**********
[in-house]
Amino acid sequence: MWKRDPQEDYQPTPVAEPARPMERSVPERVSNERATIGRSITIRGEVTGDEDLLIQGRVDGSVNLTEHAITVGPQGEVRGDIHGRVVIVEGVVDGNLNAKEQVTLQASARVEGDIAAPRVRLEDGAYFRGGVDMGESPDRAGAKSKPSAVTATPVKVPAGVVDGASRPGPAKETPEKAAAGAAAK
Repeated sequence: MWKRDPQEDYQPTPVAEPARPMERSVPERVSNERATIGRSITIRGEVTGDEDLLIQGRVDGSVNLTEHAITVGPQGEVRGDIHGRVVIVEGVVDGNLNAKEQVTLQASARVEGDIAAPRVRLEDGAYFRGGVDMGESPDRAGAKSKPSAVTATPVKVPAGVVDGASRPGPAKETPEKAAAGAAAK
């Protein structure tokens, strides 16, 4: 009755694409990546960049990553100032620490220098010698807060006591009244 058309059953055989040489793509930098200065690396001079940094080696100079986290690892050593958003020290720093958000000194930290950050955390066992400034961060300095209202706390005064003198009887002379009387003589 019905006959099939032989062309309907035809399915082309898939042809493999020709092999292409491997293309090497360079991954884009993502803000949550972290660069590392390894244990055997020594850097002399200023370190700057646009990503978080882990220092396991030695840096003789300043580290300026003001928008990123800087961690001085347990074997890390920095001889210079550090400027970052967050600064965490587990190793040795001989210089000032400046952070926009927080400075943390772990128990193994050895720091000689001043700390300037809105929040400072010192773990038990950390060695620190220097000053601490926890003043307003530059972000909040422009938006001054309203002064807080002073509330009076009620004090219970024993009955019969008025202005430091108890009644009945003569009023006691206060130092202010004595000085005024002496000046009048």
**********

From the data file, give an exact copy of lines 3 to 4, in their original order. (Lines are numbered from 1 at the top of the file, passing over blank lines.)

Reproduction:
Repeated sequence: MWKRDPQEDYQPTPVAEPARPMERSVPERVSNERATIGRSITIRGEVTGDEDLLIQGRVDGSVNLTEHAITVGPQGEVRGDIHGRVVIVEGVVDGNLNAKEQVTLQASARVEGDIAAPRVRLEDGAYFRGGVDMGESPDRAGAKSKPSAVTATPVKVPAGVVDGASRPGPAKETPEKAAAGAAAK
């Protein structure tokens, strides 16, 4: 009755694409990546960049990553100032620490220098010698807060006591009244 058309059953055989040489793509930098200065690396001079940094080696100079986290690892050593958003020290720093958000000194930290950050955390066992400034961060300095209202706390005064003198009887002379009387003589 019905006959099939032989062309309907035809399915082309898939042809493999020709092999292409491997293309090497360079991954884009993502803000949550972290660069590392390894244990055997020594850097002399200023370190700057646009990503978080882990220092396991030695840096003789300043580290300026003001928008990123800087961690001085347990074997890390920095001889210079550090400027970052967050600064965490587990190793040795001989210089000032400046952070926009927080400075943390772990128990193994050895720091000689001043700390300037809105929040400072010192773990038990950390060695620190220097000053601490926890003043307003530059972000909040422009938006001054309203002064807080002073509330009076009620004090219970024993009955019969008025202005430091108890009644009945003569009023006691206060130092202010004595000085005024002496000046009048």